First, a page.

Baffin expedition dispatch #4

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Hello Everyone,

Greetings again from Greenland!

It’s raining but we aren’t sleeping in today! The Ice chart we
received yesterday showed a very positive evolution in the ice melting
over on Baffin island so we are very excited. Now it’s time for us to
get ready to cross Baffin bay.
We have just refilled in wine, whisky and condense milk. We have
checked the sails, tightened up the cables of the mast and fixed
everything well on the deck. Basically for a crossing like this and
with a fiberglass boat like we are on, you need to be ready for the
worst to happen!  We ‘ll have to pay a lot of attention to icebergs
and mermaids especially if the thick fog settles in or  if the wind
blows too hard or if both happen at the same time. But we are ready
for it,  at least we think so!

We are now really looking forward to the walls in Baffin island… Our
last climbing experience here has been pretty intense. As usual we
sailed around and picked a wall to climb next. How we choose the walls
we climb is not always very rational. It has definitely some logical
aspects like the steepness of the wall, the acoustics, it’s lines and
rock quality but It’s also a general appealing feeling tending to
fluctuate. Some days you feel more confident and steep things doesn’t
seem so difficult anymore or a wall that looks loose can look fine
too… So it’s all pretty dependent on our mental state how we read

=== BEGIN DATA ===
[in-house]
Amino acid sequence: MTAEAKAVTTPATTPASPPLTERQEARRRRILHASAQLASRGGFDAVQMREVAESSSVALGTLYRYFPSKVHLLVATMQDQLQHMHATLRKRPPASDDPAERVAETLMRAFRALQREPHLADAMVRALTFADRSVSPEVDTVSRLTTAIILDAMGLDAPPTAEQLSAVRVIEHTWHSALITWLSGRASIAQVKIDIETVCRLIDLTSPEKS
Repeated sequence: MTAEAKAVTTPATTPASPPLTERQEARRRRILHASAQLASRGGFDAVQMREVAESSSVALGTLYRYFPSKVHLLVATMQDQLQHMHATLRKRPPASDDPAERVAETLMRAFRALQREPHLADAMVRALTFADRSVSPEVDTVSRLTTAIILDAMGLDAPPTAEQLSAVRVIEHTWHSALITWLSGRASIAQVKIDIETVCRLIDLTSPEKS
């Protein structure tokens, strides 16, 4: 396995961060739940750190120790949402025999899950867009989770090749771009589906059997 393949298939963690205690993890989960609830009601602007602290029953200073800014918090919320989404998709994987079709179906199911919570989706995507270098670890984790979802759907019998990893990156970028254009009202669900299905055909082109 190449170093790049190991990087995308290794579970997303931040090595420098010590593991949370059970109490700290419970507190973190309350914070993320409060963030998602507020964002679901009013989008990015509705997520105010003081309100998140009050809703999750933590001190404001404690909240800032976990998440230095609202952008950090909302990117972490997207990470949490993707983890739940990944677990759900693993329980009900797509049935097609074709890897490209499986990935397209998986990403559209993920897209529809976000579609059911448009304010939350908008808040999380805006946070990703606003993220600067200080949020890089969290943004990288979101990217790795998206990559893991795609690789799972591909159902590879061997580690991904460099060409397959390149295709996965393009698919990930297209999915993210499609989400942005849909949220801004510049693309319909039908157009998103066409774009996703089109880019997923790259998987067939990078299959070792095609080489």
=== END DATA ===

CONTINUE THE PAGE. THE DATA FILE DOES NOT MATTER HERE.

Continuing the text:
Well we must have been in a pretty high mental state when we chose to
climb this last wall. Already when we reached the base of the wall
things started to look differently and way more intimidating. Me and
Oli chose to aim for a obvious dihedral system while Ben and Sean
chose a line of thin cracks and dihedrals. Right as I left the ground
I understood the whole wall was shattered and impossible to fully
trust any of the holds nor protections. I worked my way up until about
20m where the rock began to crumble then down climbed and tried a
different start… Again I got to about 20m up and got shut down by a
bunch of loose flakes blocking my progress upward. Again I down
climbed… and took a better look at the rock face. Then all of a
sudden it all seemed loose. Oli and I finally opted to go for some
fishing instead of climbing. This wall somehow wasn’t meant to be
climbed by us. Somehow being confronted by your limits and accepting
them is for me one of the most interesting part of exploring new
climbs. But of course it wasn’t without a little knot of uncertainty
that we called our captain to come rescue us.

Meanwhile Ben and Sean manage to take off on their line. Their climb
had very little protections and lots of loose rock, Ben led half of
one pitch and backed off the loose dangling blocks.  From the ground
we could hear him reasoning with Sean to bail,  But Sean was too
excited to bail.  “No way man its too good! ”  They committed to the
wall and spent 24 hours battling through 500 meters of steep
challenging choss.  “For , me, the climb was a metamorphisis” says
Ben.  ” At first I was super stressed about the risk of climbing such
extreme choss, but soon I found a rythm that allowed me to enjoy the
climbing, thanks to Sean leading every pitch.”  Of course Sean had
found his happy place among the maze of loose blocks and circuitous
cracks, though by the end, the continuous difficulty pushed him near
the limit.  We are a little worried because he has now expanded his
capability of taming the inner beast and the physical difficulties
seem trivial.  We aren’t sure when he will again find this Nirvana,
but we hope it isn’t soon…and not with me.  The ascent was
accompanied by a host of whales and dazzling light shows that kept Ben
entertained as he belayed Sean on the 2 hour + leads.   They
compromised on a name and decided on “No place for humans, aka,
sunshine and roses.”

We are glad they are back from their adventures safely, and are super
psyched for the next stage. As the adventures unfold we will keep you



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